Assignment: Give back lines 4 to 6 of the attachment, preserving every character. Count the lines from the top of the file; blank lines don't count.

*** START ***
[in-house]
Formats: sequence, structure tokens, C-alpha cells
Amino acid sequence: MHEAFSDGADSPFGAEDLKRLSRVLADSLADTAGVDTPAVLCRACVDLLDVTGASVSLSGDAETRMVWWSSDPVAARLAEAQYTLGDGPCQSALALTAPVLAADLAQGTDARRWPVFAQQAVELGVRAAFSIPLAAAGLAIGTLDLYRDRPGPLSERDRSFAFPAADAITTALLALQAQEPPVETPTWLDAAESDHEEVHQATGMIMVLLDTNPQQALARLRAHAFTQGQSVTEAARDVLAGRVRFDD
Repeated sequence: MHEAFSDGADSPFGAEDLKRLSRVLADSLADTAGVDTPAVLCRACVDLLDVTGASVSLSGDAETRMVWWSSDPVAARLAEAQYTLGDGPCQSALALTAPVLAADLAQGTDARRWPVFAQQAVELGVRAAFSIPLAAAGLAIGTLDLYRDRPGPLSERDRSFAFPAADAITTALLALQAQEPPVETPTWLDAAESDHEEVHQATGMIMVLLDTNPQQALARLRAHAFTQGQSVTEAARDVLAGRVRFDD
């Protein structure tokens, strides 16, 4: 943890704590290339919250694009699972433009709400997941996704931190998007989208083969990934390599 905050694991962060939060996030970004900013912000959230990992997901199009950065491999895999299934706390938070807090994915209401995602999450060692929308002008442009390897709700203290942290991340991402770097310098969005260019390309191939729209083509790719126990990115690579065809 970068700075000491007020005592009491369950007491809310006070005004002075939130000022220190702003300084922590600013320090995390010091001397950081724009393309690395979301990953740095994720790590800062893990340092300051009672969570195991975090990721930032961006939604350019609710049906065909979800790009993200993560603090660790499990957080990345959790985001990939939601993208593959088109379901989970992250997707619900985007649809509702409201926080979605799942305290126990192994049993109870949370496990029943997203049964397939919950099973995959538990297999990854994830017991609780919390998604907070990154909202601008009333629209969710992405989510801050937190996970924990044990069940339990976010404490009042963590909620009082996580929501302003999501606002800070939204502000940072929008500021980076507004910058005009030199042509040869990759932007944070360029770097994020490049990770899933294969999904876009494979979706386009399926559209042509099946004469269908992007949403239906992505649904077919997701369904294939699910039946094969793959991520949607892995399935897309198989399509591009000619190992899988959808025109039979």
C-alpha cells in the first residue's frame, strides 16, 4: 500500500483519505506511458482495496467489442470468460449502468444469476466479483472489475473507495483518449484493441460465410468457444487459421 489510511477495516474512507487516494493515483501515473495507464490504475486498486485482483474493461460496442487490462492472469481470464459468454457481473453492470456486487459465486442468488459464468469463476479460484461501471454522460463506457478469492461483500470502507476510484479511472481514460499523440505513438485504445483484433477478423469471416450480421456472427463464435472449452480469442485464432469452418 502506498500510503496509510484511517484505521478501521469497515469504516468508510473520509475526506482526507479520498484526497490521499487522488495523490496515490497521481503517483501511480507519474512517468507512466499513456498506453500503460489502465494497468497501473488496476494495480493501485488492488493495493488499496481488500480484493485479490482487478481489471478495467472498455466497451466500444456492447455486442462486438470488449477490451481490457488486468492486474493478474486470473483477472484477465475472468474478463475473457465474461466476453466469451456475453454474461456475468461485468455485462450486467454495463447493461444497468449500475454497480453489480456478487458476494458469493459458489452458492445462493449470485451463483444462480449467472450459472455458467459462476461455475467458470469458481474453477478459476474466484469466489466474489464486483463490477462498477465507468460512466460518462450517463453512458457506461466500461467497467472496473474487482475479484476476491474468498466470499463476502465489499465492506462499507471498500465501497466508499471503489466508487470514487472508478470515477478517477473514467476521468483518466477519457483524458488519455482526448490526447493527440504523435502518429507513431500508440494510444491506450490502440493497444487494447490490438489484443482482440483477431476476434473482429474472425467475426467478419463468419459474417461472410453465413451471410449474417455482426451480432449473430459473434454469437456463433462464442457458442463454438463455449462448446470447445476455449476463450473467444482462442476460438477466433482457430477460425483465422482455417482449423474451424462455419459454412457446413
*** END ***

Repeated sequence: MHEAFSDGADSPFGAEDLKRLSRVLADSLADTAGVDTPAVLCRACVDLLDVTGASVSLSGDAETRMVWWSSDPVAARLAEAQYTLGDGPCQSALALTAPVLAADLAQGTDARRWPVFAQQAVELGVRAAFSIPLAAAGLAIGTLDLYRDRPGPLSERDRSFAFPAADAITTALLALQAQEPPVETPTWLDAAESDHEEVHQATGMIMVLLDTNPQQALARLRAHAFTQGQSVTEAARDVLAGRVRFDD
């Protein structure tokens, strides 16, 4: 943890704590290339919250694009699972433009709400997941996704931190998007989208083969990934390599 905050694991962060939060996030970004900013912000959230990992997901199009950065491999895999299934706390938070807090994915209401995602999450060692929308002008442009390897709700203290942290991340991402770097310098969005260019390309191939729209083509790719126990990115690579065809 970068700075000491007020005592009491369950007491809310006070005004002075939130000022220190702003300084922590600013320090995390010091001397950081724009393309690395979301990953740095994720790590800062893990340092300051009672969570195991975090990721930032961006939604350019609710049906065909979800790009993200993560603090660790499990957080990345959790985001990939939601993208593959088109379901989970992250997707619900985007649809509702409201926080979605799942305290126990192994049993109870949370496990029943997203049964397939919950099973995959538990297999990854994830017991609780919390998604907070990154909202601008009333629209969710992405989510801050937190996970924990044990069940339990976010404490009042963590909620009082996580929501302003999501606002800070939204502000940072929008500021980076507004910058005009030199042509040869990759932007944070360029770097994020490049990770899933294969999904876009494979979706386009399926559209042509099946004469269908992007949403239906992505649904077919997701369904294939699910039946094969793959991520949607892995399935897309198989399509591009000619190992899988959808025109039979």
C-alpha cells in the first residue's frame, strides 16, 4: 500500500483519505506511458482495496467489442470468460449502468444469476466479483472489475473507495483518449484493441460465410468457444487459421 489510511477495516474512507487516494493515483501515473495507464490504475486498486485482483474493461460496442487490462492472469481470464459468454457481473453492470456486487459465486442468488459464468469463476479460484461501471454522460463506457478469492461483500470502507476510484479511472481514460499523440505513438485504445483484433477478423469471416450480421456472427463464435472449452480469442485464432469452418 502506498500510503496509510484511517484505521478501521469497515469504516468508510473520509475526506482526507479520498484526497490521499487522488495523490496515490497521481503517483501511480507519474512517468507512466499513456498506453500503460489502465494497468497501473488496476494495480493501485488492488493495493488499496481488500480484493485479490482487478481489471478495467472498455466497451466500444456492447455486442462486438470488449477490451481490457488486468492486474493478474486470473483477472484477465475472468474478463475473457465474461466476453466469451456475453454474461456475468461485468455485462450486467454495463447493461444497468449500475454497480453489480456478487458476494458469493459458489452458492445462493449470485451463483444462480449467472450459472455458467459462476461455475467458470469458481474453477478459476474466484469466489466474489464486483463490477462498477465507468460512466460518462450517463453512458457506461466500461467497467472496473474487482475479484476476491474468498466470499463476502465489499465492506462499507471498500465501497466508499471503489466508487470514487472508478470515477478517477473514467476521468483518466477519457483524458488519455482526448490526447493527440504523435502518429507513431500508440494510444491506450490502440493497444487494447490490438489484443482482440483477431476476434473482429474472425467475426467478419463468419459474417461472410453465413451471410449474417455482426451480432449473430459473434454469437456463433462464442457458442463454438463455449462448446470447445476455449476463450473467444482462442476460438477466433482457430477460425483465422482455417482449423474451424462455419459454412457446413